One aspect of online technology that has had an enormous impact on the hospitality business is the online review. Services like Trip Advisor and Yelp! offer every guest the potential to comment on their experience and rate a property—and those ratings can be a major influence on guests looking to book a stay or meeting planners setting up an event. At the same time, getting guests to write those reviews can seem impossible—unless it’s a one-star rant that can really damage a property’s reputation.
But it is possible not only to get guests to review your property, but to help ensure the raves vastly outnumber the bombs. That’s what the Magic Castle Hotel in Los Angeles has been able to do over the years—so well, in fact, that its Trip Advisor reviews are its main form of marketing. To date, the hotel has garnered nearly 3,600 reviews—one of the largest number for hospitality properties in LA—with some 2,700 of them earning a five-circle rating. More amazing is that a mere 35—under one percent—carry just one circle.
Lodging News asked Darren Ross, CEO of Service Freak Hospitality, which operates Magic Castle Hotel, to share his six top tips for building and maintaining that level of online goodwill with guests.
1. Great reviews start with great service.
“Over the years, the way we’ve gotten guests to go onto Trip Advisor is by giving them an extraordinary experience,” he says. The goal is to provide guests with unexpected and unique services that “compel them to want to go and tell people about their experience at Magic Castle Hotel without us asking them to do it.”
2. Encourage your fans to become reviewers.
When you hear a guest talking about the great experience they’re having, it’s an ideal time to be the catalyst to a great review. Take the time to engage them about their stay and after even a short conversation “it’s then very natural to ask them to write a review.” Try to appeal to them on a human level, too—“We let them know how important it is to us, especially as a small business,” Ross says. Much of the time, guests will happily post a glowing review based on this personal ask.
3. Don’t squander guest time on comment cards and surveys.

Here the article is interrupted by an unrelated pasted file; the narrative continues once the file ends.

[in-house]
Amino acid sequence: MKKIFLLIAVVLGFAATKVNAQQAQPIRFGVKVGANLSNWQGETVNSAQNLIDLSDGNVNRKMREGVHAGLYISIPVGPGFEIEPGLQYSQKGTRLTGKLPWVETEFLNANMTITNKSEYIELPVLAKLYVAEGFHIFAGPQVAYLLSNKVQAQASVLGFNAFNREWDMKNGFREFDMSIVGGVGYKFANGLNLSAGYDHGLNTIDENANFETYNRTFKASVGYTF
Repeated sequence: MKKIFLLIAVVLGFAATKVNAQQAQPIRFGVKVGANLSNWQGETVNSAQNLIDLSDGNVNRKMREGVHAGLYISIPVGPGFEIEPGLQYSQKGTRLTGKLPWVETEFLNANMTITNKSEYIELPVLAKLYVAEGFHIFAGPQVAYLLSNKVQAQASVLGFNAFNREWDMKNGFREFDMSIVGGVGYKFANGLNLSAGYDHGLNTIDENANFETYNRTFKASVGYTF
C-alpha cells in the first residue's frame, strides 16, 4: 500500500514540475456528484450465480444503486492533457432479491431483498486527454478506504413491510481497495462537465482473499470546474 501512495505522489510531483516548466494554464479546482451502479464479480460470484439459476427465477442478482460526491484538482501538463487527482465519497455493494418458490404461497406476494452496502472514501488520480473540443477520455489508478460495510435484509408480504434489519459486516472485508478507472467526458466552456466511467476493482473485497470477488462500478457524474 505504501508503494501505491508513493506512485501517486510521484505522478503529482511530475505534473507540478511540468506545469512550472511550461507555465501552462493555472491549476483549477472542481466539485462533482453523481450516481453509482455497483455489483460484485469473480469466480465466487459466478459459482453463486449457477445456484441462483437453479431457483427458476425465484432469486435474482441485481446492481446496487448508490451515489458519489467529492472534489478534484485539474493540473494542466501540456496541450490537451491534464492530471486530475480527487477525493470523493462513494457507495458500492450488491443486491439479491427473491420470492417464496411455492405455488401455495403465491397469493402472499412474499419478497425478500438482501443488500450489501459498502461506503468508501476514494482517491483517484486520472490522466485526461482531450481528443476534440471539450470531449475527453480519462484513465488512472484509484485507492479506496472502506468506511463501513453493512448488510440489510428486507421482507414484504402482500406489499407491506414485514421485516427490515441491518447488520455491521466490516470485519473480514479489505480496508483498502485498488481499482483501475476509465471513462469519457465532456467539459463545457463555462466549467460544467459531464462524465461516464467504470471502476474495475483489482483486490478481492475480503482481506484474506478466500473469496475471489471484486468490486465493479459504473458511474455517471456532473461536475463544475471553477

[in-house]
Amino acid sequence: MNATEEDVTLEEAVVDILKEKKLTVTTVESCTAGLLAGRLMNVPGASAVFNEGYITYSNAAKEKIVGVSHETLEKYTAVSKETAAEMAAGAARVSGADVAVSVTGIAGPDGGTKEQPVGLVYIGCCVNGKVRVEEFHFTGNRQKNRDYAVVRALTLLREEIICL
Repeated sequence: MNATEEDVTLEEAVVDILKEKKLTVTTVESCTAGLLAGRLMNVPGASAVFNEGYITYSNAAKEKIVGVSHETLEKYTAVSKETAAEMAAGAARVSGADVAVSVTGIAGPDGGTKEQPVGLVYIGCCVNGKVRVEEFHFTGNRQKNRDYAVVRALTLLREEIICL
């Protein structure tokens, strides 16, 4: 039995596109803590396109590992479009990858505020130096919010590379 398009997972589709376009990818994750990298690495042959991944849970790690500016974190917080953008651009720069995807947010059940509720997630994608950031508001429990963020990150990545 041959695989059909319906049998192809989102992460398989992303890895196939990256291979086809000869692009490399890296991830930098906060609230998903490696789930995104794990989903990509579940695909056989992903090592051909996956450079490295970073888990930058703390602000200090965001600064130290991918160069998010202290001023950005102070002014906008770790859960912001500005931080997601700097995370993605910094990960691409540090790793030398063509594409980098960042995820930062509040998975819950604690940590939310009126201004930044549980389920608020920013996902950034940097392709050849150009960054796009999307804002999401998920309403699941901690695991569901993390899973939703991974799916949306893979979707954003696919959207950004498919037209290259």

It can seem tempting to find every possible way to get guests to tell you about their stay, with lengthy comment cards in the room, online surveys and other tools. That can wind up being counterproductive, Ross says. “Every company is asking you to review their product or service, and I’m sensitive to people having only so much time,” he says. The hotel’s comment cards have only two questions, because in his view, the best thing a guest can do with that time is “tell the world about their experience” in a review.
4. Resist the temptation to open the floodgates.
Ross pointedly does not advertise Trip Advisor or any other rating service on the property—no stickers or cards and no automatic requests via email. The reason? Opening the floodgates like that is much more likely to give unhappy guests the encouragement to leave a negative review than it is to get the average guest to post one. And while negative reviews can be tough on a brand, good reviews over time beget other reviews. People who discover a property via online reviews are much more likely to do a review themselves, and if the service lives up to expectations, they will be great ratings that will overwhelm the negatives that inevitably show up. “The more reviews we get, the more visitors we get, and the more reviews we get from them. It’s self-fulfilling.”
5. Respond to your reviews—and be genuine.
When you get a great review—especially from a guest you’ve approached personally—posting a thoughtful and genuine response helps to amplify that review with readers. “Try to pick out one or two specific points from their post, to show that you’ve read it.” Most importantly, though, is to see your response less as a conversation with that individual guest and more as a message to the future guests who will read it. And don’t just respond to the glowing reviews—respond in the same way to negative posts and admit it if you dropped the ball. “It is a balancing act; you don’t want to be walked on, but you always want to be accountable and own up when you’ve messed up.” Good or bad, avoid canned or generic responses at all costs, Ross said. “Replying is a kind of an art form,” he says. “If you’re tempted to do a standard reply, it’s better to do nothing.”
6. Trust your reviewers to be your allies.
It’s easy to be upset over a negative review, especially if the guest got it wrong. Rather than composing a long and angry response, though, Ross suggests letting your fans do most of the sorting out. Take aim at the falsehood and once you’ve put things into context, let readers draw their own conclusions, relying on the power of social media to self-correct. “Readers are smart. They can see through the bull and see through angry guests and those with an agenda,” he says. “I’ve talked to a lot of guests over 20 years about our reviews and people remember certain ones and they’ll respond for us.”